Science Past from the issue of December 19, 1959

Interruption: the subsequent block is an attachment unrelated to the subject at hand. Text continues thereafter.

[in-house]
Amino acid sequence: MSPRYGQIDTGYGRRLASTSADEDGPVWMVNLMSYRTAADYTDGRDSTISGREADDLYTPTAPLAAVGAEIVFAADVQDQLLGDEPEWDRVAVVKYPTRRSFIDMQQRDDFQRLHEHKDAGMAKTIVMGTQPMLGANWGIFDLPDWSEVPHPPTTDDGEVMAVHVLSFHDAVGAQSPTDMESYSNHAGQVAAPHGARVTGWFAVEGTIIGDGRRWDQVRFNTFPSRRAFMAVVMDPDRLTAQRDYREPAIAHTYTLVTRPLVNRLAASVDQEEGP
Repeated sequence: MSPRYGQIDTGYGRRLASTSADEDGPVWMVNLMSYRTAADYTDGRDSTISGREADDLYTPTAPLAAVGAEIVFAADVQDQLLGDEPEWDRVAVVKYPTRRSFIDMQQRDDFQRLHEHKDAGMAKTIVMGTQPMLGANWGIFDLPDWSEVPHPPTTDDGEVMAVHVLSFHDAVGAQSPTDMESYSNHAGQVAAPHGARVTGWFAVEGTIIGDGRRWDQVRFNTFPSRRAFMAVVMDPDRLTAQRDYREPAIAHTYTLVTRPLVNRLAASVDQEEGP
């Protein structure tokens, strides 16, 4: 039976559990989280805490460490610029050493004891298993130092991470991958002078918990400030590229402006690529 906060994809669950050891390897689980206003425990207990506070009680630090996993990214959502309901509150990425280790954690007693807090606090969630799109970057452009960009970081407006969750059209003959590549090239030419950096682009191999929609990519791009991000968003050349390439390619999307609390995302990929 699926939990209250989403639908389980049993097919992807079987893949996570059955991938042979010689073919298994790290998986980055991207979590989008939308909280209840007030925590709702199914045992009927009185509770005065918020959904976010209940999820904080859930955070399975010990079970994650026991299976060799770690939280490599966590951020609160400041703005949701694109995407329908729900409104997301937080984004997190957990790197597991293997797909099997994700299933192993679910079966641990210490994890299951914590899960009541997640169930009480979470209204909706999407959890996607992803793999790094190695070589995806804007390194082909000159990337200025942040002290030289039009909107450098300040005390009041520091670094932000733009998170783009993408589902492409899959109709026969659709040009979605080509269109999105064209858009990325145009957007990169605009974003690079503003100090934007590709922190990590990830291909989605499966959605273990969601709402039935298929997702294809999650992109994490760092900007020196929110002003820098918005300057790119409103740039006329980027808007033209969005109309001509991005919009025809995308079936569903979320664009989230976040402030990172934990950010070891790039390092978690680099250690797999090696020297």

LOW-MELTING ELEMENTS MAKE HIGH HEAT MATERIAL — Two chemical elements, both of which will melt in the sun on a hot day, have been combined to produce a material capable of withstanding temperatures up to 1,500 degrees Fahrenheit. Gallium phosphide, a yellow compound resembling ground glass, has been prepared from gallium … and phosphorus…. The material may be used in building solar-cell power plants for space stations, and tiny rugged electronic parts for missiles, satellites and space probes of the future. So far the Army Signal Corps has built an electronic diode of gallium phosphide which has withstood temperatures seven times higher than those withstood by the now-used silicon and germanium.